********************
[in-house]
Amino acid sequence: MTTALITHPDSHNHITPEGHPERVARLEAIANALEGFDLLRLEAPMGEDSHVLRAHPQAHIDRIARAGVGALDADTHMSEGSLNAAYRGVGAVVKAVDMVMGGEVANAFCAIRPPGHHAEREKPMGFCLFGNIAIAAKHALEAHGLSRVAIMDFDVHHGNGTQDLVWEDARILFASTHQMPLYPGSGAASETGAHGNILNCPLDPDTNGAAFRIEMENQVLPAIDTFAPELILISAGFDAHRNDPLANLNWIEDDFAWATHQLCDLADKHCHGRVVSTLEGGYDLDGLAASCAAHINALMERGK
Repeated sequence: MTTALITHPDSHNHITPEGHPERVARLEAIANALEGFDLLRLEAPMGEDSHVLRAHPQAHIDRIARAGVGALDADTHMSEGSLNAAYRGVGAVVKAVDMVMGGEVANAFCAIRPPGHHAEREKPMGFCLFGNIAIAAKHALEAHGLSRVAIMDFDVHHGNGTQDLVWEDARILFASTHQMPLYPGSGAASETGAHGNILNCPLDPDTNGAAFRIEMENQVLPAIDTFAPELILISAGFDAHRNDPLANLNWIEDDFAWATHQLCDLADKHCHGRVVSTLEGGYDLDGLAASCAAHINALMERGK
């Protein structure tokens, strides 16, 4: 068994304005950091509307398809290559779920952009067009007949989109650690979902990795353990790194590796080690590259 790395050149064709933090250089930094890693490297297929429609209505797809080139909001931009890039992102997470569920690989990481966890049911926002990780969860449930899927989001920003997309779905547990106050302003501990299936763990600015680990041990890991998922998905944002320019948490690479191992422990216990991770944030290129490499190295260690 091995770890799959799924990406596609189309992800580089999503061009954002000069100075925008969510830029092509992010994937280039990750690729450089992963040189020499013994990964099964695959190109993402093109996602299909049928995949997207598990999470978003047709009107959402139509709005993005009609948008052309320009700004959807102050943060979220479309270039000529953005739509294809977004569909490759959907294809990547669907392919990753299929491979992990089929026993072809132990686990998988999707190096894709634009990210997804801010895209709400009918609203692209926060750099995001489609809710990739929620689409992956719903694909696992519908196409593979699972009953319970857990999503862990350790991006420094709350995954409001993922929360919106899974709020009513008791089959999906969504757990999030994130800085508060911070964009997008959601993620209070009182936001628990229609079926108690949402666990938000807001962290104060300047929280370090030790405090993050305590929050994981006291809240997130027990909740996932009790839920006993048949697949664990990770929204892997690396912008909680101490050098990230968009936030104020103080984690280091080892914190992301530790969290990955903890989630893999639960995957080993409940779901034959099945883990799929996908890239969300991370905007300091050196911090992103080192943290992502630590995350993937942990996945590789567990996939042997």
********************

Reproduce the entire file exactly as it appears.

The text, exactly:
[in-house]
Amino acid sequence: MTTALITHPDSHNHITPEGHPERVARLEAIANALEGFDLLRLEAPMGEDSHVLRAHPQAHIDRIARAGVGALDADTHMSEGSLNAAYRGVGAVVKAVDMVMGGEVANAFCAIRPPGHHAEREKPMGFCLFGNIAIAAKHALEAHGLSRVAIMDFDVHHGNGTQDLVWEDARILFASTHQMPLYPGSGAASETGAHGNILNCPLDPDTNGAAFRIEMENQVLPAIDTFAPELILISAGFDAHRNDPLANLNWIEDDFAWATHQLCDLADKHCHGRVVSTLEGGYDLDGLAASCAAHINALMERGK
Repeated sequence: MTTALITHPDSHNHITPEGHPERVARLEAIANALEGFDLLRLEAPMGEDSHVLRAHPQAHIDRIARAGVGALDADTHMSEGSLNAAYRGVGAVVKAVDMVMGGEVANAFCAIRPPGHHAEREKPMGFCLFGNIAIAAKHALEAHGLSRVAIMDFDVHHGNGTQDLVWEDARILFASTHQMPLYPGSGAASETGAHGNILNCPLDPDTNGAAFRIEMENQVLPAIDTFAPELILISAGFDAHRNDPLANLNWIEDDFAWATHQLCDLADKHCHGRVVSTLEGGYDLDGLAASCAAHINALMERGK
């Protein structure tokens, strides 16, 4: 068994304005950091509307398809290559779920952009067009007949989109650690979902990795353990790194590796080690590259 790395050149064709933090250089930094890693490297297929429609209505797809080139909001931009890039992102997470569920690989990481966890049911926002990780969860449930899927989001920003997309779905547990106050302003501990299936763990600015680990041990890991998922998905944002320019948490690479191992422990216990991770944030290129490499190295260690 091995770890799959799924990406596609189309992800580089999503061009954002000069100075925008969510830029092509992010994937280039990750690729450089992963040189020499013994990964099964695959190109993402093109996602299909049928995949997207598990999470978003047709009107959402139509709005993005009609948008052309320009700004959807102050943060979220479309270039000529953005739509294809977004569909490759959907294809990547669907392919990753299929491979992990089929026993072809132990686990998988999707190096894709634009990210997804801010895209709400009918609203692209926060750099995001489609809710990739929620689409992956719903694909696992519908196409593979699972009953319970857990999503862990350790991006420094709350995954409001993922929360919106899974709020009513008791089959999906969504757990999030994130800085508060911070964009997008959601993620209070009182936001628990229609079926108690949402666990938000807001962290104060300047929280370090030790405090993050305590929050994981006291809240997130027990909740996932009790839920006993048949697949664990990770929204892997690396912008909680101490050098990230968009936030104020103080984690280091080892914190992301530790969290990955903890989630893999639960995957080993409940779901034959099945883990799929996908890239969300991370905007300091050196911090992103080192943290992502630590995350993937942990996945590789567990996939042997």